DARJEELINGThere are two towns of Peshawur: one a distracted, silly place, with no beginning nor end, straggling along something in the manner of Madras, with an embryonic bazaar and all the amusements demanded by soldiers; the other enclosed in walls of dried mud, which are preserved only "to protect the town from robbers.""A doctor? I cannot say," replied Abibulla, "but the sahib knows many things." The woman's eyes entreated me. Would I not come? it would comfort the sick man, and help him, perhaps, to die easily if the gods would not spare him.
There was a children's garden-party to-day in the grounds of the English Resident; a crowd of fair-haired babies, excessively Greenaway in their long, light frocks with bright-hued sashes. They shouted with joy at the swings and wooden horses, clapping their hands when it came to their turn to ride the elephant that marched about the park—so fair, so bright, with their nurses or Indian ayahs wrapped in crude showy muslins.We changed horses every five miles; ill-kempt little beasts, and only half fed, who got through their stage only by the constant application of the whip, and shouts from the sais standing on the step; when released from harness they stood forlorn and hobbled off, lame of every leg, to their stables with no litter. Day broke, a dingy grey, dark with woolly cloud and heavy rain; a wall of fog rose up around us, while the road was uphill towards the mountains.
At the bottom of the steps, almost in the street, was another school at the entrance to a temple. The children, in piercing tones, were all spelling together under the echoing vault, a terrible noise which seemed to trouble nobody.Beyond these ruins, at the end of a long avenue bordered with tamarind trees, beyond an artificial lake, is the tomb of Shah Alam. A wide marble court; to the right a mosque with three ranks of columns; above, a massive roof crowned with a[Pg 56] bulbous dome, flanked by fragile minarets. The fountain for ablutions in the midst of the court is surmounted by a marble slab supported on slender columns. To the left, under the shade of a large tree, is the mausoleum of marble, yellow with age, looking like amber, the panels pierced with patterns of freer design than goldsmith's work.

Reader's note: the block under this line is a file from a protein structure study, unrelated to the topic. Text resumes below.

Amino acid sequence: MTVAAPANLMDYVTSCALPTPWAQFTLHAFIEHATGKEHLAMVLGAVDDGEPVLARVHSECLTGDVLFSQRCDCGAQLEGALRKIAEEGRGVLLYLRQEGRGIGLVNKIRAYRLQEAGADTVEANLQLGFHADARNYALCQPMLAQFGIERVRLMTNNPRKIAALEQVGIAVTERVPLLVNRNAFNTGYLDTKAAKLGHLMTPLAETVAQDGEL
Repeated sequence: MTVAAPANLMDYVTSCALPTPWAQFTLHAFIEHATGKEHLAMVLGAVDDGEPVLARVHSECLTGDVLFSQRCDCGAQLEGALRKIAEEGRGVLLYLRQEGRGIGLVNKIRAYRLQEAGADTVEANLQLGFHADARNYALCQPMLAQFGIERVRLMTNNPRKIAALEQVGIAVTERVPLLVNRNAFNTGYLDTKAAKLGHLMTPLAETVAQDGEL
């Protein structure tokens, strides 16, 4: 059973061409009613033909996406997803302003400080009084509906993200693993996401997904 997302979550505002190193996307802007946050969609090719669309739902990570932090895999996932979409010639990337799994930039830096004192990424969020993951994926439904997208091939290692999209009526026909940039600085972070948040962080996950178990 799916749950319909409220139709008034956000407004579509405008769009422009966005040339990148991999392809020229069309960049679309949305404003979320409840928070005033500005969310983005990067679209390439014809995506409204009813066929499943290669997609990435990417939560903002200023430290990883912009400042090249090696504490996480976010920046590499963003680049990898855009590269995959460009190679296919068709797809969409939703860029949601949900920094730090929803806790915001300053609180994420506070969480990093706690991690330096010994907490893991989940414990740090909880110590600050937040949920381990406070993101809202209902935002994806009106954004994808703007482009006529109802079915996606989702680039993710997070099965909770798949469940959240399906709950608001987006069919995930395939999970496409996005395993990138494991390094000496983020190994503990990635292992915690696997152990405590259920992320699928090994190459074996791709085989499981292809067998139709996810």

The country was nowhere deserted. Labourers in the rice-fields were transplanting the young seedlings or watering the taller growth that waved in delicate transparent verdure. Or again, there were the watchers perched on their platforms in the middle of the fields; fishermen pushing little nets before them, fastened to triangular frames, or grubbing in the mud in search of shell-fish—small freshwater mussels, which they carried away in clay jars of Etruscan form. A motley crowd, with animated and graceful gesticulations; the women red or white figures in fluttering sarees, with flowers in their hair, and a few glittering bangles on their arms; the children quite naked, with bead necklaces and queer charms of lead or wood in their ears or their nose; the men slender and active, wearing light-coloured turbans made of yards on yards of twisted muslin, their brown skin hidden only by the langouti or loin-cloth.Through the half-open doors in the courtyards bones were bleaching, almost buried under the fine powder that lies on everything. And from this dust, as we trod it, rose a sharp smell of pepper and smoke. Twisted branches drooped forlorn from the skeletons of a few trees that were left standing. Parasitic creepers had woven a flowing robe of tangle over a statue of Kali, left unbroken in front of a small temple in ruins; and all over the withered[Pg 198] and faded growth the fine white dust had settled in irregular patterns, a graceful embroidery rather thicker in the folds.